Area architecture firms are not immune to the effects of the changing business climate amid the coronavirus pandemic, particularly those that do business in the hard-hit hospitality industry.
Commercial Real Estate
While many local restaurants have closed abruptly during the coronavirus downturn, one Richmond restaurant group quickly reopened an outpost in Scott’s Addition it had closed when the economy was stronger.
A Shockoe Bottom eatery has tapped out permanently, while its sister restaurant in the West End continues cooking.
The brewery has sold its other Ownby Lane property to Spy Rock, which plans upwards of 200 residences on the surrounding parcels. And Hardywood says the extra cash will help it weather the coronavirus storm.
A residential real estate team backed by an online brokerage has found a brick-and-mortar home in western Henrico, less than a mile from where a new player in the market is planting its own flag near Short Pump.
The bank will trade digs downtown in favor of a from-scratch, 25,000-square-foot building on land it just purchased near the airport.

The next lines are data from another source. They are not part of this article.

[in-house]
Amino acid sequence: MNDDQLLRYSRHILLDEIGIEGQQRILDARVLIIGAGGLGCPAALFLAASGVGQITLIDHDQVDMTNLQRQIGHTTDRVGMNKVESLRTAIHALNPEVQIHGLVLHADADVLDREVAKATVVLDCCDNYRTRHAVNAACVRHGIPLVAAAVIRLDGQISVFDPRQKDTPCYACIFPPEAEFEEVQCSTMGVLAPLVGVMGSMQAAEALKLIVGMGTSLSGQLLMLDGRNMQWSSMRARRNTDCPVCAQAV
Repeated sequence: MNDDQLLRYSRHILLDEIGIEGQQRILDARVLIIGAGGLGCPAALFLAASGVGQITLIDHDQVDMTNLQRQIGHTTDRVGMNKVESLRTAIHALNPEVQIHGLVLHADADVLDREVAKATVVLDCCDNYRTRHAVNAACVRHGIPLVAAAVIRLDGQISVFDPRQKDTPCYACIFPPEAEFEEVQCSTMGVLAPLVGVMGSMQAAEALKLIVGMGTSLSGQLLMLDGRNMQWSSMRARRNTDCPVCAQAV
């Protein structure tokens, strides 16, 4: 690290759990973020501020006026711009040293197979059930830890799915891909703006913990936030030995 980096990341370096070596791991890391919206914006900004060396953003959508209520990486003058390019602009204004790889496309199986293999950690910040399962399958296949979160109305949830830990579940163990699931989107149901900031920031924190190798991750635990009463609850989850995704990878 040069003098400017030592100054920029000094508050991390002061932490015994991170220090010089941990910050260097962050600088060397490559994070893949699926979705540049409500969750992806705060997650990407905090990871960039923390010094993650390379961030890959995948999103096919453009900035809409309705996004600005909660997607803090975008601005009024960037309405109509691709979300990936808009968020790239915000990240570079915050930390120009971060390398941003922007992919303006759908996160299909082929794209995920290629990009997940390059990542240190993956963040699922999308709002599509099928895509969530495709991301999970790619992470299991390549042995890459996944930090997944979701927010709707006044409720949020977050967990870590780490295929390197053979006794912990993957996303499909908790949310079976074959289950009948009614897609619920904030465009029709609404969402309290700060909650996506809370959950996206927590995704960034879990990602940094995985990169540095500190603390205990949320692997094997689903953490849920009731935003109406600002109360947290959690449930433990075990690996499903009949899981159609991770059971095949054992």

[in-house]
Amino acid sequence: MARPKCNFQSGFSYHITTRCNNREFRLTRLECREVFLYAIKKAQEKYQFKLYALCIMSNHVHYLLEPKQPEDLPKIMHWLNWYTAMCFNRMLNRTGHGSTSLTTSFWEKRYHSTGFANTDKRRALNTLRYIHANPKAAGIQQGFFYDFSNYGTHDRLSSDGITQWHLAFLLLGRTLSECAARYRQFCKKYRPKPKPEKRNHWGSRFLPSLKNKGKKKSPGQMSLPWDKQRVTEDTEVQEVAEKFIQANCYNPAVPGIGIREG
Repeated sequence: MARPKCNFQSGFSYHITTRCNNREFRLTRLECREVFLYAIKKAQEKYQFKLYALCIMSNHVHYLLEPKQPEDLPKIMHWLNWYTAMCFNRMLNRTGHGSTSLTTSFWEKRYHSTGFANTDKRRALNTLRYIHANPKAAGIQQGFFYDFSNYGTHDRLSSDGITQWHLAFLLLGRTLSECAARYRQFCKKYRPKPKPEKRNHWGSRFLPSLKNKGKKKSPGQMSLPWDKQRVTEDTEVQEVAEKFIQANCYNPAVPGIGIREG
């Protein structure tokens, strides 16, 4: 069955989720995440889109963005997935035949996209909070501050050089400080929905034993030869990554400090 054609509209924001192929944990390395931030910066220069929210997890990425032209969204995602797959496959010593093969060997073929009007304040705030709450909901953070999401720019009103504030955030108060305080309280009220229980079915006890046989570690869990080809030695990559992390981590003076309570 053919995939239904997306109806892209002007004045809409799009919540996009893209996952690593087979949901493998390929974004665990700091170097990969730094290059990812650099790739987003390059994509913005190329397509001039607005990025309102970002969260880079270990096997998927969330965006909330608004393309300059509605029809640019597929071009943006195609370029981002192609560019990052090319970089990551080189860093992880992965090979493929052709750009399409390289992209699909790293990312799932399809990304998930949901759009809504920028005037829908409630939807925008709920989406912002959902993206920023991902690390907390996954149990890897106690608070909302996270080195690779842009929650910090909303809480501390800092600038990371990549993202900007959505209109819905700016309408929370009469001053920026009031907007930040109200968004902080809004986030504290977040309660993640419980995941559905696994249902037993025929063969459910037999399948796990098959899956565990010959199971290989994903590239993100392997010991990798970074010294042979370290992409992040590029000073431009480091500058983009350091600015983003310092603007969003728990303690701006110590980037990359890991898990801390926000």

Auctions are continuing this week on a chunk of embattled businessman Michael Hild’s portfolio of Manchester properties.
The deal amounts to just over $1 million per acre, and gives the school part of the land it needs for its planned athletic village. Meanwhile, it’s decided to pump the breaks on its $16 million emergency room in New Kent County.
A lot of otherwise run-of-the-mill tasks are proving to be trickier than usual in the age of coronavirus. That apparently includes closing on a mortgage.
More than 200 new apartments are being eyed at Rocketts Landing, after the riverfront neighborhood’s developer filed plans days before the coronavirus pandemic swept the nation.